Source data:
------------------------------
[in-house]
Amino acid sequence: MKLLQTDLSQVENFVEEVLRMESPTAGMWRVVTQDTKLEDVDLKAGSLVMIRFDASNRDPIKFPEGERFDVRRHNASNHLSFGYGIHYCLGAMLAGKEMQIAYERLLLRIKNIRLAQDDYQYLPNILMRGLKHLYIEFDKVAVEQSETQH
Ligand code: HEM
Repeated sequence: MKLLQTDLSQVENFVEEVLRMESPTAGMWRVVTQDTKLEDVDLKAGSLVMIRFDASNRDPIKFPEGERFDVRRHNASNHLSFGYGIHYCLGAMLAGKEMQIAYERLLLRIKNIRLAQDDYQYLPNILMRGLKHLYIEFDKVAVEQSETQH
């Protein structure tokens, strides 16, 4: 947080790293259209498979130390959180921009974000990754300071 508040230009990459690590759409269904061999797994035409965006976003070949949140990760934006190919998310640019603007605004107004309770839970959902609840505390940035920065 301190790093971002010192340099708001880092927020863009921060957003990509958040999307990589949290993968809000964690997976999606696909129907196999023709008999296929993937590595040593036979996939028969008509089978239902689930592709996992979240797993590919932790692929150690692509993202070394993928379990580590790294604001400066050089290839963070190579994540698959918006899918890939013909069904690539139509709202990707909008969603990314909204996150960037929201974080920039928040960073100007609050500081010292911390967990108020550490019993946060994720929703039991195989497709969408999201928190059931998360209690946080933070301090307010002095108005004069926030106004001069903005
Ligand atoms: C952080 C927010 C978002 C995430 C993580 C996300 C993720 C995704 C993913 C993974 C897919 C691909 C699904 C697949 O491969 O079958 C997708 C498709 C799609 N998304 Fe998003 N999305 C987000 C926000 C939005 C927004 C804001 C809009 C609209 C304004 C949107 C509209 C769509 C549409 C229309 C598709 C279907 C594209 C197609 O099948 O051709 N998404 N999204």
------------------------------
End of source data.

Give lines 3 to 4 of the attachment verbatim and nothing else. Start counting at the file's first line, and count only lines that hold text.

Ligand code: HEM
Repeated sequence: MKLLQTDLSQVENFVEEVLRMESPTAGMWRVVTQDTKLEDVDLKAGSLVMIRFDASNRDPIKFPEGERFDVRRHNASNHLSFGYGIHYCLGAMLAGKEMQIAYERLLLRIKNIRLAQDDYQYLPNILMRGLKHLYIEFDKVAVEQSETQH